Circular Sawmill Blade Tuning
Large circular sawmill blades are hammered to dish the blade when at rest; it flattens out when the mill is running. Here's more. April 30, 2009
I am trying to find out what the best rpm is to run a 54" sawmill blade on my sawmill.
(Sawing and Drying Forum)
From contributor S:
The folks that sell the saw blades have a feet per minute (fpm) ranges for their blades. This is true for circular and band blades.
From contributor Y:
I'm no expert on circular saw blades, but I believe they are "hammered" to run at specific speeds. Itís my understanding that at rest, the blades are somewhat dished or curved and when you get to the right rpm they'll "stand up" or get straight. Check with other mills in your area to locate an expert who works on these big saws.
From contributor D:
It should be stamped on the saw near the hole in the center. But then again it may have been hammered for a different rpm. Saws have the metal in the middle stretched (tensioned) a certain amount so that when they spin at the proper rpm, the centrifugal force equals the amount of tension and they run straight. The bigger the blade, the more important the rpm is.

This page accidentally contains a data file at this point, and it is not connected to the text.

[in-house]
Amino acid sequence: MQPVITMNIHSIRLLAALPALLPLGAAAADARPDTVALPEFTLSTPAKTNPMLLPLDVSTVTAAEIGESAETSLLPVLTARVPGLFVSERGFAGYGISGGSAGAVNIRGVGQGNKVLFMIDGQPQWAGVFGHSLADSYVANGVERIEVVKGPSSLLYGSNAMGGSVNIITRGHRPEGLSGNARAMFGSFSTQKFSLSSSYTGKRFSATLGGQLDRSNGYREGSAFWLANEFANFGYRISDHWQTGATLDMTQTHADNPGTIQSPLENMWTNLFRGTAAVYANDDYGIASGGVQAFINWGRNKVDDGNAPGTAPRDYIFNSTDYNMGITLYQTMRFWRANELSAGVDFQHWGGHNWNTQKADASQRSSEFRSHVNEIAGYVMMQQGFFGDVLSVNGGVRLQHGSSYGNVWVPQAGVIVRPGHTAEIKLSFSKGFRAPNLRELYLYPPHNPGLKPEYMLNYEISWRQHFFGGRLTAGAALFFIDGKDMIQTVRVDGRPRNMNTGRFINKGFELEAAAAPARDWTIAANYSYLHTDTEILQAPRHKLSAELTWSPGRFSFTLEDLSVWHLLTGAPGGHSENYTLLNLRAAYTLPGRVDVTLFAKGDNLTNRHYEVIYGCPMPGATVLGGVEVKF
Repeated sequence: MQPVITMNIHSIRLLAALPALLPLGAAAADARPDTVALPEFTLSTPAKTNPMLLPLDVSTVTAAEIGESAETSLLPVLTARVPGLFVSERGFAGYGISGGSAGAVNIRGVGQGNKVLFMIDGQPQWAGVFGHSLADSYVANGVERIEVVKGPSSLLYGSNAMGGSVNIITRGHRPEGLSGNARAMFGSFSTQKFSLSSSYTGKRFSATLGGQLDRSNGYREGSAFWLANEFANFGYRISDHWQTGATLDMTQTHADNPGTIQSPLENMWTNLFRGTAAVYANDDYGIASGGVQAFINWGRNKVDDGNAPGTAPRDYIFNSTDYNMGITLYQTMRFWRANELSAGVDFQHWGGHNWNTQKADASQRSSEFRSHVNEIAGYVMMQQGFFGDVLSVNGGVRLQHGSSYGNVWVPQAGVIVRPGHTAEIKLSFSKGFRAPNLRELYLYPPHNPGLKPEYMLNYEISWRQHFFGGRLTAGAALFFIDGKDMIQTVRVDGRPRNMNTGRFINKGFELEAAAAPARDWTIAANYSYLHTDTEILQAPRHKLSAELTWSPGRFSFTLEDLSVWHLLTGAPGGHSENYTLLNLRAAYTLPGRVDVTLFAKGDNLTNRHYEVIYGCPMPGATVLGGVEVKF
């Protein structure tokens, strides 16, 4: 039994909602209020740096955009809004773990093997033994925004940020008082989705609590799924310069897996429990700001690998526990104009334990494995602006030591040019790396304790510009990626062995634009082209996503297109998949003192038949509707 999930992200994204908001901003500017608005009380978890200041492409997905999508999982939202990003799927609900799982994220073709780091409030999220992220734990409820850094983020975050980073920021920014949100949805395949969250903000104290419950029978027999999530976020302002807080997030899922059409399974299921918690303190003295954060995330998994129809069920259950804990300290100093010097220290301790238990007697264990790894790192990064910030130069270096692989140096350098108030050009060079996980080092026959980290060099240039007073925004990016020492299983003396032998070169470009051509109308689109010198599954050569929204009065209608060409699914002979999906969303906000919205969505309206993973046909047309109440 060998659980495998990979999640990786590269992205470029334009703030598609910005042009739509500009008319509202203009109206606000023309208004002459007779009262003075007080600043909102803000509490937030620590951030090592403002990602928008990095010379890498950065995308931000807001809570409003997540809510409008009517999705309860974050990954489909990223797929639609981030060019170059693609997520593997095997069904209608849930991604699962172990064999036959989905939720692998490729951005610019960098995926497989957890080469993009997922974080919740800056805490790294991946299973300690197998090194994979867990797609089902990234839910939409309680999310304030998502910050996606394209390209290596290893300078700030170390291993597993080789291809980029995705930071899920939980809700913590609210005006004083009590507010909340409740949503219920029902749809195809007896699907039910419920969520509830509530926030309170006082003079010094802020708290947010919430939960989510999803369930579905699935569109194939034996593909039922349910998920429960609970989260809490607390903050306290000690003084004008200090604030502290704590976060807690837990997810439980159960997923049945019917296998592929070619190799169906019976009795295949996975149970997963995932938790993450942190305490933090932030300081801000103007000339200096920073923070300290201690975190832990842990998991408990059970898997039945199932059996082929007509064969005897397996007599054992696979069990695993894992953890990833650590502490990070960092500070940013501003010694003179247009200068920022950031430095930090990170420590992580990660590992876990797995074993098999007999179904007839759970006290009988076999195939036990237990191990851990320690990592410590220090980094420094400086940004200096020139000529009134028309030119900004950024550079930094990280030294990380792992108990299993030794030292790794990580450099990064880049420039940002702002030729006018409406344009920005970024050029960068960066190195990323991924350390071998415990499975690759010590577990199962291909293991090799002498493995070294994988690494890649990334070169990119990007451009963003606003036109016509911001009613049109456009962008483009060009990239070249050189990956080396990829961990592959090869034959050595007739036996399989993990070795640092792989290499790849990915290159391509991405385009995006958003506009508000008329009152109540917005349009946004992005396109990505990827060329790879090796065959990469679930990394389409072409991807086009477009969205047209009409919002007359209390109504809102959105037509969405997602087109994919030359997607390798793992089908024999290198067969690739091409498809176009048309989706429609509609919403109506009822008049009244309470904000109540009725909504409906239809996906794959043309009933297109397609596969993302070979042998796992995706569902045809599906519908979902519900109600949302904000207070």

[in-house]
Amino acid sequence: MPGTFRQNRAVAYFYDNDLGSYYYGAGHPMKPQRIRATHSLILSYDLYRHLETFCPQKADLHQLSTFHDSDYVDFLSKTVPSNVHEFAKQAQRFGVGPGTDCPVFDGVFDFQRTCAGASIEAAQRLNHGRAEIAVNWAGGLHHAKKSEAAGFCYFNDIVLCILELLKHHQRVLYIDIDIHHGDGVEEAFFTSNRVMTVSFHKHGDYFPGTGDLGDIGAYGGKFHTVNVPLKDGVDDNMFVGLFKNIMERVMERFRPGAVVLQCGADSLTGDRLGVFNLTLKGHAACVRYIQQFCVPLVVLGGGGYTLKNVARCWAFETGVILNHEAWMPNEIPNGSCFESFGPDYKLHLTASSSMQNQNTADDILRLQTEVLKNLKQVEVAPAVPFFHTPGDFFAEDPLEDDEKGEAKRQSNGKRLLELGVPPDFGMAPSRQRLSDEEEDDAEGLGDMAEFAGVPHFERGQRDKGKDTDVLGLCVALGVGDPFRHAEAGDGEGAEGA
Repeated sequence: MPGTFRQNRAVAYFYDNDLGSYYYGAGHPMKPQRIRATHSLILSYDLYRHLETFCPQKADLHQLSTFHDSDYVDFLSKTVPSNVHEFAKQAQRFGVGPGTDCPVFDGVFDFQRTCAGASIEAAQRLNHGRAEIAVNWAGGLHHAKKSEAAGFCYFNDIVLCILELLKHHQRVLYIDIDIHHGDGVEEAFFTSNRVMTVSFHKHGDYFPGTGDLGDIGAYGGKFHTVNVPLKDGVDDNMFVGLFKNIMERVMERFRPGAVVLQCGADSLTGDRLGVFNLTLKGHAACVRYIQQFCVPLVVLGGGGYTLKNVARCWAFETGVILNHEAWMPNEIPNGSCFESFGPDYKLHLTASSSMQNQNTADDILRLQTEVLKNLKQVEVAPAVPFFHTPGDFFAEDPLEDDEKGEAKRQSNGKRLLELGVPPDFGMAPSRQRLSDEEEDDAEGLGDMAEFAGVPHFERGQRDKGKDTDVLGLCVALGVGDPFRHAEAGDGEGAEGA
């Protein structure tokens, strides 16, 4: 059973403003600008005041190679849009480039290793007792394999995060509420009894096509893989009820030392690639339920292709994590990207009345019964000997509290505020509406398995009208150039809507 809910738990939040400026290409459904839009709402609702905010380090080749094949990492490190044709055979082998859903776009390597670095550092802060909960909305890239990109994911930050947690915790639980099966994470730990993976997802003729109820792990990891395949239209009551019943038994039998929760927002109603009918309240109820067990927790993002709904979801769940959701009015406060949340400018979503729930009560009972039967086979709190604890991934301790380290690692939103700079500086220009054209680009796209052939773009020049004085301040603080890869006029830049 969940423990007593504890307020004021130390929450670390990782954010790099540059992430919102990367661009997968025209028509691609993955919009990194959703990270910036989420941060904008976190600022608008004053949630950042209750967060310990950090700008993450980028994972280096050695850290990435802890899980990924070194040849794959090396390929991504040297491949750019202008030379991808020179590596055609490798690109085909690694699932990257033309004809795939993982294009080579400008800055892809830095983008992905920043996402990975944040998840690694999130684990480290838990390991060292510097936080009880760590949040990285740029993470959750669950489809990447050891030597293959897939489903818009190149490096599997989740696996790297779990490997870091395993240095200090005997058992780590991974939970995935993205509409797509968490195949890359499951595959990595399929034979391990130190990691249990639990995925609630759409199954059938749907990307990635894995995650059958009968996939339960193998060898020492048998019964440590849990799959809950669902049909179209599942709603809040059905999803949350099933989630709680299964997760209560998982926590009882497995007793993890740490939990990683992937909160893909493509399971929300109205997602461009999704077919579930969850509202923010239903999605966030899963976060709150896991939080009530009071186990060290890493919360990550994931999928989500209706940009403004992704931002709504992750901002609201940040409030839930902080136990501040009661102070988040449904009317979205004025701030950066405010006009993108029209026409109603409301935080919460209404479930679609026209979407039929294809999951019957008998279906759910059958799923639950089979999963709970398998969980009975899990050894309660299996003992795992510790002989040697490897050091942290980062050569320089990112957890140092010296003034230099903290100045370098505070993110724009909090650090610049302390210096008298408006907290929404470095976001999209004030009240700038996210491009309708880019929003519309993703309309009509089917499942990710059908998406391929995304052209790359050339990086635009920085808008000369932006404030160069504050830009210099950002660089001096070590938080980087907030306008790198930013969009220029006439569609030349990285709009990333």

From Gene Wengert, forum technical advisor:
A 54" blade will be curved when it is hammered for a specific rpm. It is not made for a specific speed, but is hammered for such a speed. A person who hammers the blade will have a long curved "straight-edge" that he puts on the blade to check its curve. On the mill I managed, we had a 54" that was set for 610 rpm, but it did not run very well, so we had it cut down to 48".
From contributor N:
You can put it on the mill and try different rpmís till the saw "stands up". I have seen saws hammered for 350 to 850. The best and safest thing for any unknown saw is take it to a saw doctor. The saw is also hammered for a right hand mill or a left hand mill. When the mill is off the concave side of the blade should be towards the log.